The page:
Electrochemical signal-amplified detection of 5-methylcytosine and 5-hydroxymethylcytosine in DNA using glucose modification coupled with restriction endonucleases†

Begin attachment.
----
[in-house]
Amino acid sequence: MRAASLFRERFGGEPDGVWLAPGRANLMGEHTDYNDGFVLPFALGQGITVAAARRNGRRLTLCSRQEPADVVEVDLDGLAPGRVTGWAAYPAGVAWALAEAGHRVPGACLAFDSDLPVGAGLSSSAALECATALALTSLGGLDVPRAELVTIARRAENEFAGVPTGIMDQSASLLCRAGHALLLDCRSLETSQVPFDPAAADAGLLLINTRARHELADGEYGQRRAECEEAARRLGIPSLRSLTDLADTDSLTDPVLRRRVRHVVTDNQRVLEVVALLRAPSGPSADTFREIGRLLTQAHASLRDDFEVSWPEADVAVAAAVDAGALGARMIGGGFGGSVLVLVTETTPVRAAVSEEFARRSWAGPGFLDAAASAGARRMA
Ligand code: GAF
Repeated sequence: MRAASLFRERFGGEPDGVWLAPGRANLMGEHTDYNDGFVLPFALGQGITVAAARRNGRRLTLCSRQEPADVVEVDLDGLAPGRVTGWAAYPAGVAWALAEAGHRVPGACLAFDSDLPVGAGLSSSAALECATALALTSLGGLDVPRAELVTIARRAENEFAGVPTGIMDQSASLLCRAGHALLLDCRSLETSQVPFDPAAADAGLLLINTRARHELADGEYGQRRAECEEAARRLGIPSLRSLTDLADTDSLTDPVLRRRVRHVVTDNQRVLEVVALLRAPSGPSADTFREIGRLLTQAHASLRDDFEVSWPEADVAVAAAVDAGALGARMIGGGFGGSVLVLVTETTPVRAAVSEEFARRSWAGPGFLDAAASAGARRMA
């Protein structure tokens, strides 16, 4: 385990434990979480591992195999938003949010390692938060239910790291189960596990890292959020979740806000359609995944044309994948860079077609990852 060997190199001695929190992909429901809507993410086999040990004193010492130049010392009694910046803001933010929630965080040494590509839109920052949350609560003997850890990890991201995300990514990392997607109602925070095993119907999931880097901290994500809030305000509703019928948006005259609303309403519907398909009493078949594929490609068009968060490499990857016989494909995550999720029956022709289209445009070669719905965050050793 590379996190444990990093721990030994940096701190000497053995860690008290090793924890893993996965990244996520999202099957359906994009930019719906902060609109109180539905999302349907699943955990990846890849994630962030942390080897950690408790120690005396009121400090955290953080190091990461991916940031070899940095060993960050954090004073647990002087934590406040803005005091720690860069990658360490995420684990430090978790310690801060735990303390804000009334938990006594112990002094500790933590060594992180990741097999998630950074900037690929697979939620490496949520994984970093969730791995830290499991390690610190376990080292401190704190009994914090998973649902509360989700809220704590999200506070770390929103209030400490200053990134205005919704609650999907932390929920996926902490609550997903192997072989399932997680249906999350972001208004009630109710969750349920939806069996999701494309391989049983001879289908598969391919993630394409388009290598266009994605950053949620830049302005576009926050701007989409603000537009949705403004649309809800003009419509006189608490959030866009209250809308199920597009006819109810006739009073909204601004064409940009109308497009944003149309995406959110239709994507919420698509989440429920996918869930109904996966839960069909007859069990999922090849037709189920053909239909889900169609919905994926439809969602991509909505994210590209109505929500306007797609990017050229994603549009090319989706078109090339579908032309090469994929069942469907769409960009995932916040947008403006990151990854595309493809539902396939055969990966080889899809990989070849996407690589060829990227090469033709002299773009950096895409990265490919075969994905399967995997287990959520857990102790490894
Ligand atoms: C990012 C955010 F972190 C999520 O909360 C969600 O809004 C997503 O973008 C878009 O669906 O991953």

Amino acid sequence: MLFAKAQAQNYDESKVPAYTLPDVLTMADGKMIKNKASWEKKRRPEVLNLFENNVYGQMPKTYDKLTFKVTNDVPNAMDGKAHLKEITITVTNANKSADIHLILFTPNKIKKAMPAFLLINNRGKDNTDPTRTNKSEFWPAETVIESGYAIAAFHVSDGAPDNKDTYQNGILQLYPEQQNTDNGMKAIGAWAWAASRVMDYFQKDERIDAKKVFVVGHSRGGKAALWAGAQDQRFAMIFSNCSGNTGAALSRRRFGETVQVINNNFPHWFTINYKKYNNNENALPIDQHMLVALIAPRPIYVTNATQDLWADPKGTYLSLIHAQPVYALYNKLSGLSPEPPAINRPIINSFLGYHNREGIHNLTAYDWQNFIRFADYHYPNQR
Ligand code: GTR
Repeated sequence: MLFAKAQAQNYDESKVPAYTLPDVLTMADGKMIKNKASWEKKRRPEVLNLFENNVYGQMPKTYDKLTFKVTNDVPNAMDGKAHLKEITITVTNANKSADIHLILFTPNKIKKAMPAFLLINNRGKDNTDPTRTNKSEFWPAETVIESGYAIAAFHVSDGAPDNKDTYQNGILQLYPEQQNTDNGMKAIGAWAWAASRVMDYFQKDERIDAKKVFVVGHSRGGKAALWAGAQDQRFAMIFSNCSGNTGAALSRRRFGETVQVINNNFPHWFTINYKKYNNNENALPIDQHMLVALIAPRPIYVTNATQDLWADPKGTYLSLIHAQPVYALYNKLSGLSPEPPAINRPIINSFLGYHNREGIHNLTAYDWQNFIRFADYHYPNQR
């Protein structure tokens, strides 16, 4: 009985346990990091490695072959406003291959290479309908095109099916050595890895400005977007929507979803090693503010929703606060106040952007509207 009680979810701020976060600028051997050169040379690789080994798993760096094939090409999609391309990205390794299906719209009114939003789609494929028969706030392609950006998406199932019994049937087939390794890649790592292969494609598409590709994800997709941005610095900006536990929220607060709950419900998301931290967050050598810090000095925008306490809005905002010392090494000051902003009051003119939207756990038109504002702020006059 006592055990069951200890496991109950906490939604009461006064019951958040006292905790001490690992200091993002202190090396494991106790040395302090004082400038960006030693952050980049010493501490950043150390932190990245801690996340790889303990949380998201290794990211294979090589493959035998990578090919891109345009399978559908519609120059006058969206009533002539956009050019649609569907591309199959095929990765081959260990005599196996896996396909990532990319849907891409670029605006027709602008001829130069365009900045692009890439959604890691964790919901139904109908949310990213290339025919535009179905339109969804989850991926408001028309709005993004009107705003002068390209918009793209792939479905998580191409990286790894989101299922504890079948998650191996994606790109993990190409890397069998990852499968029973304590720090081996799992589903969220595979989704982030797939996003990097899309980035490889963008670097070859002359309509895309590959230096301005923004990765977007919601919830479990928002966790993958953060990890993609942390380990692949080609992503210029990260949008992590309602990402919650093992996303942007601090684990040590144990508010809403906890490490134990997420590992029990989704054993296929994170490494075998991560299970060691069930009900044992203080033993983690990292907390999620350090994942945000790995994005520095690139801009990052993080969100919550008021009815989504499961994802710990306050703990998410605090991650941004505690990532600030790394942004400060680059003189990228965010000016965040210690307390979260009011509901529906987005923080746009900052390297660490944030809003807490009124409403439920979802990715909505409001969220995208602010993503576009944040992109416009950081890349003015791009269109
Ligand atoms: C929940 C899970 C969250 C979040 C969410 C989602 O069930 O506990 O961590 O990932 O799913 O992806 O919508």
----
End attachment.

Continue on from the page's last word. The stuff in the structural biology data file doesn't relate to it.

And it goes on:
The levels of 5-methylcytosine (5-mC) and 5-hydroxymethylcytosine (5-hmC) in DNA (5-mC-DNA and 5-hmC-DNA) are strongly correlated with cancer occurrence and development. The ability to distinguish and quantitatively detect them is important for cancer research. We have developed a hybridization chain reaction (HCR)-based electrochemical assay for the signal-amplified detection of the relative contents of 5-mC-DNA and 5-hmC-DNA. The DNA duplexes (containing 5-mC-DNA and 5-hmC-DNA with different percentages) were modified on a gold electrode. Electroactive [Ru(NH3)6]3+ (RuHex) was used as the signal reporter, because it binds to DNA double strands. The duplexes can be cleaved by MspJI endonuclease without HCR, and result in a small peak current. However, the cleavage can be blocked after the 5-hmC-DNA duplex is converted to β-glucosyl-5-hydroxymethylcytosine (β-glu-5-hmC) by T4 β-glucosyltransferase (T4 β-GT), and with the addition of helper DNA, a long double-helix DNA was formed through HCR. A significantly amplified peak current can be achieved due to the adsorption of numerous RuHex. The electrochemical signal of RuHex is correlated to the content of 5-hmC-DNA. Upon fixing the total quantity of 5-mC-DNA and 5-hmC-DNA on the electrode, the signals increase with the increase in the percentage of 5-hmC-DNA for the HCR. With this assay, a detection limit of 0.05% for 5-hmC-DNA was achieved.